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I want to know the notation of a set $\mathcal{S} $ containing all $y $ that satisfy an equation $y = ax + b$ with $x \in \mathbb{Z}$, for example $2x - 5$ or $\pi x + \frac {5}{2}\pi$.

For instance, given the equation $y = 2x + 3$ ($x \in \mathbb{Z}$), the set of solutions would be $\mathcal{S} = \{\dots , 1, 3, 5, \dots \} $.

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    $\begingroup$ How about $a\mathbb Z + b$? $\endgroup$
    – user251257
    Commented Aug 10, 2016 at 21:31
  • $\begingroup$ So $\mathcal{S} = a\mathbb{Z} + b$ or $\mathcal{S} = \{ y | y = a\mathbb{Z} + b \}$? $\endgroup$
    – Kevin
    Commented Aug 10, 2016 at 21:34
  • $\begingroup$ $a\mathbb Z + b = \{ ax+b \mid x\in \mathbb Z \}$ $\endgroup$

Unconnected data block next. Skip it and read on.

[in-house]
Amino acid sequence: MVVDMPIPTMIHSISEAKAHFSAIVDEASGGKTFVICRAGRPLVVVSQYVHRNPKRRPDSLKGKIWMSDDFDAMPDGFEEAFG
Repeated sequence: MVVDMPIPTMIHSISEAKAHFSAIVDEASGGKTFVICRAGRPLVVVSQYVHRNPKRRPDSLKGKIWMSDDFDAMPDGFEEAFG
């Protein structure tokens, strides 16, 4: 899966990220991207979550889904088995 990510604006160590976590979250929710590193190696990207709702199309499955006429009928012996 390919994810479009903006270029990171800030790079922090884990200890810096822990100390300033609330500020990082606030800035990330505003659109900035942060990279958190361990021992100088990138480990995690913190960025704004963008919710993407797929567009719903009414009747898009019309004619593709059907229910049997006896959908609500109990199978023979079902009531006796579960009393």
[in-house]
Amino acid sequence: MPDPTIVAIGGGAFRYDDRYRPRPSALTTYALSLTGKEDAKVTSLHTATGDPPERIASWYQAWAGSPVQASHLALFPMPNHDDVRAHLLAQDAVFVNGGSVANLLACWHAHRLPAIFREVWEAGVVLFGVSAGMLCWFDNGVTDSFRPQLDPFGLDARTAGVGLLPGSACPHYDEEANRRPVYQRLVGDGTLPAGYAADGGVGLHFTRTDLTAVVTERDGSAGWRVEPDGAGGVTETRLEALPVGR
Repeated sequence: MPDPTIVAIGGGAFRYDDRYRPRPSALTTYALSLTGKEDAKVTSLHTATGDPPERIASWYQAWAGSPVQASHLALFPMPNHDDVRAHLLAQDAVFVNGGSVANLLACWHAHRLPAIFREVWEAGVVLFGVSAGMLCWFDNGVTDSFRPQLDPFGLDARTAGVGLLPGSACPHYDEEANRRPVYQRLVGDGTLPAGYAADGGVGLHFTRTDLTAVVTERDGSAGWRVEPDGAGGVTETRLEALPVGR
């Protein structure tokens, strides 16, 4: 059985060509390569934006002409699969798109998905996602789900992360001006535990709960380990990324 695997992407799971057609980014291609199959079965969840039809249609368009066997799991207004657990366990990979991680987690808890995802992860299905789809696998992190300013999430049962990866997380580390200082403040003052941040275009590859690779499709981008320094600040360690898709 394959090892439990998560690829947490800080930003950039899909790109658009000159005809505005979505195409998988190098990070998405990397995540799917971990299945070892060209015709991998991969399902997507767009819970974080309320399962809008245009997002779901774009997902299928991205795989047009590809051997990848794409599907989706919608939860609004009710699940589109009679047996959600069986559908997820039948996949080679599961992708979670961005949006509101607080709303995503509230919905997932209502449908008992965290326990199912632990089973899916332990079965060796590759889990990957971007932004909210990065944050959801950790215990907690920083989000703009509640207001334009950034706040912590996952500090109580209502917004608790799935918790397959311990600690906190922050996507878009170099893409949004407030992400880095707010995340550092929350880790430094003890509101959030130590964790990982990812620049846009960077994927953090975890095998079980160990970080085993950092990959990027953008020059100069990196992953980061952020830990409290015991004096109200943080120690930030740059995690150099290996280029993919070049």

– user251257
    Commented Aug 10, 2016 at 21:38

2 Answers 2

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the notation is simple. in general: $$ \mathcal S = \{\textrm{element} | \textrm{constraints to the element}\} $$ in this case you could write (most used notation): $$ \mathcal S = \{ax+b| x \in \mathbb Z\} $$ or equivalently: $$ \mathcal S = \{y \in \mathbb R|y=ax+b, x \in \mathbb Z\} $$ or for the most compactness: $$ \mathcal S = a \mathbb Z+b $$

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The response $a\mathbb{Z}+b$, given by others, is certainly correct. It is worth noticing, though, that this designation is not unique: if $b_1$ and $b_2$ are two numbers that differ only by a multiple of $a$, then $a\mathbb{Z}+b_1$ and $a\mathbb{Z}+b_2$ describe the exact same set.

For this reason, the specific example in the OP could be described by any of the following:

  • As $2\mathbb{Z}+3$
  • As $2\mathbb{Z}+1$
  • As $2\mathbb{Z}-1$
  • or indeed as $2\mathbb{Z}+n$ for any odd number $n$.
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  • $\begingroup$ true, i'm giving a +1 since this aspect is not covered in my answer $\endgroup$
    – Frank
    Commented Aug 10, 2016 at 22:30

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